Advocacy: What happens after a purchase is just as important (and some would argue more important) than what happens before.  The most popular measure, net promoter, is useful, but even its proprietors stress that it, in and of itself, doesn’t guarantee success.

Using all three metrics, we can evaluate conversions.  Here’s a simple hypothetical example postulating two brands with equal market share:

Less people are familiar with Brand A, but it coverts the awareness it does have into sales very efficiently and its consumers are likely to recommend it to their friends.  Brand B, on the other hand, is better known, but doesn’t perform as well.  Both brands obviously have different needs.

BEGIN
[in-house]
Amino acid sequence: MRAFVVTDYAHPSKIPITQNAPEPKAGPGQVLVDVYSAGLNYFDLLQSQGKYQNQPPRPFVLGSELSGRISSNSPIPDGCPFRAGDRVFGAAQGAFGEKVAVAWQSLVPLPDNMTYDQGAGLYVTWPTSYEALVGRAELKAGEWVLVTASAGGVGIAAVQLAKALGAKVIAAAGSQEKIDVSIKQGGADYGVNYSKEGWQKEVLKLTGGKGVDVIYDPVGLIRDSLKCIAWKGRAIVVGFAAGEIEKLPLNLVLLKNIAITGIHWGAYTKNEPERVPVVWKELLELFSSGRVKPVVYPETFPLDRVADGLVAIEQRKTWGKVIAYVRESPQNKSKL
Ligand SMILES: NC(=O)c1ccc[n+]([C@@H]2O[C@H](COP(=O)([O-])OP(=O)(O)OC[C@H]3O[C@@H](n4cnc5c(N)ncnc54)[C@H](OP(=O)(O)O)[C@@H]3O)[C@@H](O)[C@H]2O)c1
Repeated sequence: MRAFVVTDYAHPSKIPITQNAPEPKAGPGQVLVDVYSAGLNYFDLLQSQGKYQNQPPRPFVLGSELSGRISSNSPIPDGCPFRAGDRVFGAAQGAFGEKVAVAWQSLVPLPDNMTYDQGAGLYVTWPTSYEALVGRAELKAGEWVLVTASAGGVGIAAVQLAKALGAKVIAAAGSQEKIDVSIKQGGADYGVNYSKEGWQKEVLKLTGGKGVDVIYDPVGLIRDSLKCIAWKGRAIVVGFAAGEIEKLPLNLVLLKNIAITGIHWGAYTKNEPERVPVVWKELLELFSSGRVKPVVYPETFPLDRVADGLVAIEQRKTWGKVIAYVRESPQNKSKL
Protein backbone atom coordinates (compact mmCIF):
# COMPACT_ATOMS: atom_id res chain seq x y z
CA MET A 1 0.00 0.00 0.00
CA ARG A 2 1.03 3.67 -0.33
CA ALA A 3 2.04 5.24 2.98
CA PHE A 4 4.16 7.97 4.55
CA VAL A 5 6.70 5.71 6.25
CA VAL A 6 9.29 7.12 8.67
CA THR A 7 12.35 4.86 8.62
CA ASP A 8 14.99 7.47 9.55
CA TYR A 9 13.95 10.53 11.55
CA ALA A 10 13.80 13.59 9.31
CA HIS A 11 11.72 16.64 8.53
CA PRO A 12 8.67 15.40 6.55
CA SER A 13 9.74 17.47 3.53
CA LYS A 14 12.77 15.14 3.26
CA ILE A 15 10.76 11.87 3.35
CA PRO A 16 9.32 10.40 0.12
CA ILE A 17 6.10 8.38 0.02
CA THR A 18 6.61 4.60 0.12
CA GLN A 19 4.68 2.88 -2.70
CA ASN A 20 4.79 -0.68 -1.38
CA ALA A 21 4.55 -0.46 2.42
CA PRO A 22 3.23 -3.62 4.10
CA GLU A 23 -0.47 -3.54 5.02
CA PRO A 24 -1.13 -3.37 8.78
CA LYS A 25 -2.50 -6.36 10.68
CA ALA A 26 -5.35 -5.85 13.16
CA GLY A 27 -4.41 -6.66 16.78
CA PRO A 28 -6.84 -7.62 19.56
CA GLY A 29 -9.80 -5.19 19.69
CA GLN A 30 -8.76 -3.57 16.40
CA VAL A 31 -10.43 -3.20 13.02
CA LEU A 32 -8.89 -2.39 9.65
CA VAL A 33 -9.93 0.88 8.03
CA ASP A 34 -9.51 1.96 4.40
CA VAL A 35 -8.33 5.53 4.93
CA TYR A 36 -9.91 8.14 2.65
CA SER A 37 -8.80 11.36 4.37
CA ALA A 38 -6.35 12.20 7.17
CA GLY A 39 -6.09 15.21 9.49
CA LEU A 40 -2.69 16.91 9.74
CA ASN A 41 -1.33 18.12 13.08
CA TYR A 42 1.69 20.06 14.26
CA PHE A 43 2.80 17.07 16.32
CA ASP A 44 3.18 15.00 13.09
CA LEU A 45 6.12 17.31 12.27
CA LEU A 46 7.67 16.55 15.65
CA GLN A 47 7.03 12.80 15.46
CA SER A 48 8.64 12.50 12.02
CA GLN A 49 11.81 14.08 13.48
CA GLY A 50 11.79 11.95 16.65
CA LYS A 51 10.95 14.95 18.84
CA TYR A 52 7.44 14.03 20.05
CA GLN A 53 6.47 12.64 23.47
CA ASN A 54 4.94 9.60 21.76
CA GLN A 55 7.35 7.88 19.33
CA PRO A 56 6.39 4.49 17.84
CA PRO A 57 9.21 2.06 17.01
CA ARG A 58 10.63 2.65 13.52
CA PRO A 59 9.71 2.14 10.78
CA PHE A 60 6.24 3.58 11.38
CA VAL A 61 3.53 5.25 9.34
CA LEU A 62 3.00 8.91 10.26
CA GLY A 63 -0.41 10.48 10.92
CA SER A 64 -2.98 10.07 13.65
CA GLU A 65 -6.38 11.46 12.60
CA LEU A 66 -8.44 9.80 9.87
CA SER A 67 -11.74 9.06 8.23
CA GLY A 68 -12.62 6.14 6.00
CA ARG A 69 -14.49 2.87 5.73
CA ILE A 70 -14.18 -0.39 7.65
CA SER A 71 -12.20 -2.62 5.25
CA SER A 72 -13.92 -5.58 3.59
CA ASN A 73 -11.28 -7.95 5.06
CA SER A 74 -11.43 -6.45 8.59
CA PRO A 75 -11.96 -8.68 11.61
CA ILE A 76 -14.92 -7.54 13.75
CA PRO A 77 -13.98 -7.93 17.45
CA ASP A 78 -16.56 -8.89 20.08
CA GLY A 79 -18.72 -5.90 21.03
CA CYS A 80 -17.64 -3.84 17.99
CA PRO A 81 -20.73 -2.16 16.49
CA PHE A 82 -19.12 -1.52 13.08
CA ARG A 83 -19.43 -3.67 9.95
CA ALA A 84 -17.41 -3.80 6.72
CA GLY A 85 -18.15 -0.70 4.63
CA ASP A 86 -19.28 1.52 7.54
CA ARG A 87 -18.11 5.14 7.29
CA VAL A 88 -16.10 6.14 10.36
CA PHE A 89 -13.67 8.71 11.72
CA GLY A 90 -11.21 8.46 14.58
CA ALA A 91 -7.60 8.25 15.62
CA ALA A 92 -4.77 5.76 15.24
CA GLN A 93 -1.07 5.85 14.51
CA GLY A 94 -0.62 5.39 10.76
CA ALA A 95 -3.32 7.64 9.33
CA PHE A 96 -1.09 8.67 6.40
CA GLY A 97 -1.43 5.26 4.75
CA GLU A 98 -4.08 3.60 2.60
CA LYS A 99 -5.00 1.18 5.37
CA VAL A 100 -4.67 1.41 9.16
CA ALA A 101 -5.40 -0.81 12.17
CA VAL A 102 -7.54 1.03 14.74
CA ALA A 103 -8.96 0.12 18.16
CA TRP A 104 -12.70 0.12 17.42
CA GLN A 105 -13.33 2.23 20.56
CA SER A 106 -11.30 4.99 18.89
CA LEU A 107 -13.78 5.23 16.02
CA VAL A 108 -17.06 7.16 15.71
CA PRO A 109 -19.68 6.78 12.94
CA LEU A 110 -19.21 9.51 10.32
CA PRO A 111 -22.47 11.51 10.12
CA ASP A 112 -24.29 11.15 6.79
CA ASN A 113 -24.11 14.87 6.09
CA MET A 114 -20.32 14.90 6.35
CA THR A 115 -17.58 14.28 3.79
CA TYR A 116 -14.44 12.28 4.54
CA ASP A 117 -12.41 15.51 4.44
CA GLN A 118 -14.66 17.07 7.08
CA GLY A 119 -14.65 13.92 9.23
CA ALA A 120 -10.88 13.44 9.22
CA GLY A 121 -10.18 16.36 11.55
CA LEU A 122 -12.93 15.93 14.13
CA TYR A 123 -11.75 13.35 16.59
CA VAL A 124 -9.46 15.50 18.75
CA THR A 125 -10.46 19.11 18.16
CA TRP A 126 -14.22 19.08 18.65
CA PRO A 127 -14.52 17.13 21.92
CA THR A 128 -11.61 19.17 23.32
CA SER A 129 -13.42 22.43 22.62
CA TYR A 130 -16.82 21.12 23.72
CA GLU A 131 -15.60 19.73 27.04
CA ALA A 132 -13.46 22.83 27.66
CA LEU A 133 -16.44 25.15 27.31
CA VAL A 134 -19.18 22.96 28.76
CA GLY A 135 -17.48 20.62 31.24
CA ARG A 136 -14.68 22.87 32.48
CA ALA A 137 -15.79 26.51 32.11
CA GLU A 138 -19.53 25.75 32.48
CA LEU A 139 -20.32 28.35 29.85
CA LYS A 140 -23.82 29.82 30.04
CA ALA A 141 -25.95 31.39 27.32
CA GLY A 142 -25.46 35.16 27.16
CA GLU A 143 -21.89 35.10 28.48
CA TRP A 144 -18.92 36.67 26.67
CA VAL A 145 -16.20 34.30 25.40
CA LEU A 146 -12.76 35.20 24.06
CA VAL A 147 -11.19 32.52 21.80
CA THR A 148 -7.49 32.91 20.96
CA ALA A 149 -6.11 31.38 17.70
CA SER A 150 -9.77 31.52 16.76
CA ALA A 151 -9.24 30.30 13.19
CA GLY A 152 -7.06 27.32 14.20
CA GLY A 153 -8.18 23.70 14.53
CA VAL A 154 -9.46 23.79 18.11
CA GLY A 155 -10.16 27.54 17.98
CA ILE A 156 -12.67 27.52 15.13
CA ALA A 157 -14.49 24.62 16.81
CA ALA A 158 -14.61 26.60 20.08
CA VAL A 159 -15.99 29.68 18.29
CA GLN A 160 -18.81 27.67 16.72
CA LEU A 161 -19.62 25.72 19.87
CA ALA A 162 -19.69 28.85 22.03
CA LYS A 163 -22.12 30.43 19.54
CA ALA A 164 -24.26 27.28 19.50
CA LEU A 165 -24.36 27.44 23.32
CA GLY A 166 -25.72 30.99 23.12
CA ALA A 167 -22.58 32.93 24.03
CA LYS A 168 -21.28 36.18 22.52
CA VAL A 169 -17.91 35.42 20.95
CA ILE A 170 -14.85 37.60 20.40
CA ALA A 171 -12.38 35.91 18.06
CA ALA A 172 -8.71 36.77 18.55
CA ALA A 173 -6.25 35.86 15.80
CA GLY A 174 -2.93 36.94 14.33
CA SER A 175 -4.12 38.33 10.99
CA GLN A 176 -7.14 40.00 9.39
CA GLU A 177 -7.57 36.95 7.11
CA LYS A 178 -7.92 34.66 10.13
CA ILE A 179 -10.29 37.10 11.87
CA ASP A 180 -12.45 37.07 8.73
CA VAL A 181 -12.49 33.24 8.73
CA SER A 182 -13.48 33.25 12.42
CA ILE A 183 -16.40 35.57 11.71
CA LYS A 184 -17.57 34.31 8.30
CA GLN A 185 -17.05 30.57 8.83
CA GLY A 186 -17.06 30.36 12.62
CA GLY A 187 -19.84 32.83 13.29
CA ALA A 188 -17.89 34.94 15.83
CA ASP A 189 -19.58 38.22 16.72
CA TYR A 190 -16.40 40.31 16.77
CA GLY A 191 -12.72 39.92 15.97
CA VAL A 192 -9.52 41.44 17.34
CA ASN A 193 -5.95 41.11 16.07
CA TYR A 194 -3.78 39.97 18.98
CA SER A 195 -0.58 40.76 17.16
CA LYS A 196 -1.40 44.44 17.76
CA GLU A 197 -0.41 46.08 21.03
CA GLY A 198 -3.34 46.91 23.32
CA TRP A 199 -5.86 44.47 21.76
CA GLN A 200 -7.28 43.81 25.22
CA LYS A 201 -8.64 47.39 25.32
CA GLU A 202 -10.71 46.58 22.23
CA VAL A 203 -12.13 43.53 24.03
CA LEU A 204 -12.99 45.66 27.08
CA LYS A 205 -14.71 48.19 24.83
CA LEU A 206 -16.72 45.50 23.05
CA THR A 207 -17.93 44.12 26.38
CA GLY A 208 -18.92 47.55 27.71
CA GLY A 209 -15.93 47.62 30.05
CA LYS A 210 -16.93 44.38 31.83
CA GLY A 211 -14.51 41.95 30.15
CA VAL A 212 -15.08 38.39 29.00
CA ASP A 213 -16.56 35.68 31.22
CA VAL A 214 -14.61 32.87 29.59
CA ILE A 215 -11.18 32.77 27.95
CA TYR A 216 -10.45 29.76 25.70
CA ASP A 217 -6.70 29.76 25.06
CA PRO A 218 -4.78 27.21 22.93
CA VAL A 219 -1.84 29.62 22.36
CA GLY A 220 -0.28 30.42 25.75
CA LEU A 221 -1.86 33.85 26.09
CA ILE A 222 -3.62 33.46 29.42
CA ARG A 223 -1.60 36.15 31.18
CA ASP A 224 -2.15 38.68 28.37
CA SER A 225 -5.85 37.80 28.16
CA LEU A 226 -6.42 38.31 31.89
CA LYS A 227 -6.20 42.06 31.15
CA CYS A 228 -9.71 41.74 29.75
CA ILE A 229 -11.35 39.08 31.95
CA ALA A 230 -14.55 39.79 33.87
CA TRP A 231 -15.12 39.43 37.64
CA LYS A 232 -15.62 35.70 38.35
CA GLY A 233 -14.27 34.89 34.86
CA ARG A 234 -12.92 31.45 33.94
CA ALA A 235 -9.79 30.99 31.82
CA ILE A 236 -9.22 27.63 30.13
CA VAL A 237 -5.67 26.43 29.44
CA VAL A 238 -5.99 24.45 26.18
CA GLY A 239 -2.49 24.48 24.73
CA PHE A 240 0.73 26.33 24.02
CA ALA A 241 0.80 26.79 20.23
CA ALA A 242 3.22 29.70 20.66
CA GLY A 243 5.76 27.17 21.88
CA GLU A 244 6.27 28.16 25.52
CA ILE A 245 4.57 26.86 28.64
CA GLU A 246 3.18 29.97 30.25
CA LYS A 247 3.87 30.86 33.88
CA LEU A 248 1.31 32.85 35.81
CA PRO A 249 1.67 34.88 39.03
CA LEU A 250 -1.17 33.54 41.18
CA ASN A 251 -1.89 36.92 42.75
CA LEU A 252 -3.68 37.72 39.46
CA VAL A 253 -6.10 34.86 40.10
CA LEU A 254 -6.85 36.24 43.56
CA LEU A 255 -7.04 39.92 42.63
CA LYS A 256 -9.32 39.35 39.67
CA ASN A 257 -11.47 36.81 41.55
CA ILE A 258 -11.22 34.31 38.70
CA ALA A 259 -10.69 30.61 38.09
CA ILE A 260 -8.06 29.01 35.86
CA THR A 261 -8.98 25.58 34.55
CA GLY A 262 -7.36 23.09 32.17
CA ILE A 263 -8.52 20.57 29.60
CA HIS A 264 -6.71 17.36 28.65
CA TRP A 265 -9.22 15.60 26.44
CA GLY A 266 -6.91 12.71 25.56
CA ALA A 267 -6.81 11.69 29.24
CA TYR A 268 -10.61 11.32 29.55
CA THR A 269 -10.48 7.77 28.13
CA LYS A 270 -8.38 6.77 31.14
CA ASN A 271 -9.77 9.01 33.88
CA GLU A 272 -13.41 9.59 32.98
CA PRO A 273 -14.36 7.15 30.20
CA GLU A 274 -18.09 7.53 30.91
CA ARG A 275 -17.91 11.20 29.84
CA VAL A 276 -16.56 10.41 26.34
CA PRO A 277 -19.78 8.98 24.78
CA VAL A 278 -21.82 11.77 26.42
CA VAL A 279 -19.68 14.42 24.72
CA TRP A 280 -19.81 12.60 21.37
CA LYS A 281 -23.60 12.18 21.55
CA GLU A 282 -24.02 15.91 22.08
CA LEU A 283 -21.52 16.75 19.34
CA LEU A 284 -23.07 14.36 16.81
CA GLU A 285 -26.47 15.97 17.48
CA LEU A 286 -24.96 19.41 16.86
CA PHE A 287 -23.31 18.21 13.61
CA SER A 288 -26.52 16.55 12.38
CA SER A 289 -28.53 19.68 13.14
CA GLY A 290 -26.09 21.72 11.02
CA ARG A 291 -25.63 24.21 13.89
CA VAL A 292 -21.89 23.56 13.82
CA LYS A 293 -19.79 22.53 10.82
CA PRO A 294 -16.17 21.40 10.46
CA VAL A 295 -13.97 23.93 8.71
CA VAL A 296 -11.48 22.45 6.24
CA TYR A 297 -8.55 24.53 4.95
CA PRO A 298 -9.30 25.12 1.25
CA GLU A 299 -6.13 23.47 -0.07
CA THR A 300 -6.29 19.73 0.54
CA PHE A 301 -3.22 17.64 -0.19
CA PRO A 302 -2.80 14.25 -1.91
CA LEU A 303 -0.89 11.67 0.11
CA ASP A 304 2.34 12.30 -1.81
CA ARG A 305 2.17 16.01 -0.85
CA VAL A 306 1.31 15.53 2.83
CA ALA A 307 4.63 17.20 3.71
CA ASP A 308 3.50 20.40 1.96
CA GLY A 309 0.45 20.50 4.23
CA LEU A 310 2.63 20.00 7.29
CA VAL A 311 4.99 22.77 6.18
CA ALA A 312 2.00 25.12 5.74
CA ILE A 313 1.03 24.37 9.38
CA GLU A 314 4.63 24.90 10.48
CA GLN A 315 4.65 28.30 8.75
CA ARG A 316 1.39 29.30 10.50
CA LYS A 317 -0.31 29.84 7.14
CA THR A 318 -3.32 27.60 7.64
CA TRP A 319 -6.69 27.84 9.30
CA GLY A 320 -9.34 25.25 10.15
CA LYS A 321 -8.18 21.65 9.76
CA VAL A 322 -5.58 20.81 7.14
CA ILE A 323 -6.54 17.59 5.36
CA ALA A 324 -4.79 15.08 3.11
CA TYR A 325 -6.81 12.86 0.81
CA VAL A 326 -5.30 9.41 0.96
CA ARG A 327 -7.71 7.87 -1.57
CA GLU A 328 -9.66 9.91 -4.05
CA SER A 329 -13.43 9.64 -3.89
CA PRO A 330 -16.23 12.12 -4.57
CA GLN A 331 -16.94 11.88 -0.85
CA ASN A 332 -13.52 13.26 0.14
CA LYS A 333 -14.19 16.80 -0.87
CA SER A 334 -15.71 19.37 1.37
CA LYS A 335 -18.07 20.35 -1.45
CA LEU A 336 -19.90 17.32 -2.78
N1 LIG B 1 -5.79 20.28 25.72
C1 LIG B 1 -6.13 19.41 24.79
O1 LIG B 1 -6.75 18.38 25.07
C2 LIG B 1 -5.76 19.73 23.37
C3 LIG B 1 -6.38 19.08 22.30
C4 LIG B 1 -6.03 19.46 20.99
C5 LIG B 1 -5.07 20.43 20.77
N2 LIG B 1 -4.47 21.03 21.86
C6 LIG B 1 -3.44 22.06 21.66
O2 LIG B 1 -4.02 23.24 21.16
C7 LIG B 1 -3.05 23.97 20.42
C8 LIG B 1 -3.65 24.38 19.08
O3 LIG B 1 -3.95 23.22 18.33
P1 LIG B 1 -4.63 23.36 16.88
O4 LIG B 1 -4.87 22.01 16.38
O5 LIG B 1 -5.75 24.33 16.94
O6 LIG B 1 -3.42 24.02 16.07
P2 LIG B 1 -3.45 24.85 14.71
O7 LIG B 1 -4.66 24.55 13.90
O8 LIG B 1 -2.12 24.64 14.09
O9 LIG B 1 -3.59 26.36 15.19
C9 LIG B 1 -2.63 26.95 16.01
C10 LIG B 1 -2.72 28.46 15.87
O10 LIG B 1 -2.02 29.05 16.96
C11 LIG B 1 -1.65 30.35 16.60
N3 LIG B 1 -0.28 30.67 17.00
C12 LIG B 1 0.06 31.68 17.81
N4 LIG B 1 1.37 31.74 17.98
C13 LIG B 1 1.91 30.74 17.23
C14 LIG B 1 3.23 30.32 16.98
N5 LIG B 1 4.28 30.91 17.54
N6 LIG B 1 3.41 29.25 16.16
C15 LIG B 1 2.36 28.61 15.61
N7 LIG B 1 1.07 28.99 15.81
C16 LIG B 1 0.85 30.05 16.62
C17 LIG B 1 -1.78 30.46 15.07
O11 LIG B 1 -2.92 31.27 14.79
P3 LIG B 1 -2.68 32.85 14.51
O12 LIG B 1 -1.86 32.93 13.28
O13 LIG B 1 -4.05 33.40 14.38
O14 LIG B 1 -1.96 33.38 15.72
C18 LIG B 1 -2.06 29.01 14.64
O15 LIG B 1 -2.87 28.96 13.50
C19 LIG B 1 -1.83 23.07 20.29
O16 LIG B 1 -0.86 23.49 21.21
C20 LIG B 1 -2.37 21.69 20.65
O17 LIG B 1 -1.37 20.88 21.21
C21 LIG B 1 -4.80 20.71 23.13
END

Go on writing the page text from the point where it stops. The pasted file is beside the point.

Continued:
It’s tempting to attribute the difference to product performance.  However, that is often not the case.  After all, brand promotion itself can affect how consumers experience products.  Some brands have a mystique, others target particular fertile segments, still others attract a cult following.

Metrics can highlight problems, but offer little in the way of solutions.

A Sports Analogy

Being from the US and therefore partial to both sports analogies and American football, I’m going to risk annoying my European friends by offering both.

Every year, hundreds of young hopefuls show up for the NFL scouting combine, where their performance is measured in tasks such as the 40 yard dash, bench press and vertical leap.  The results on that one day will affect how early they are chosen in the draft and will translate into millions of dollars won or lost.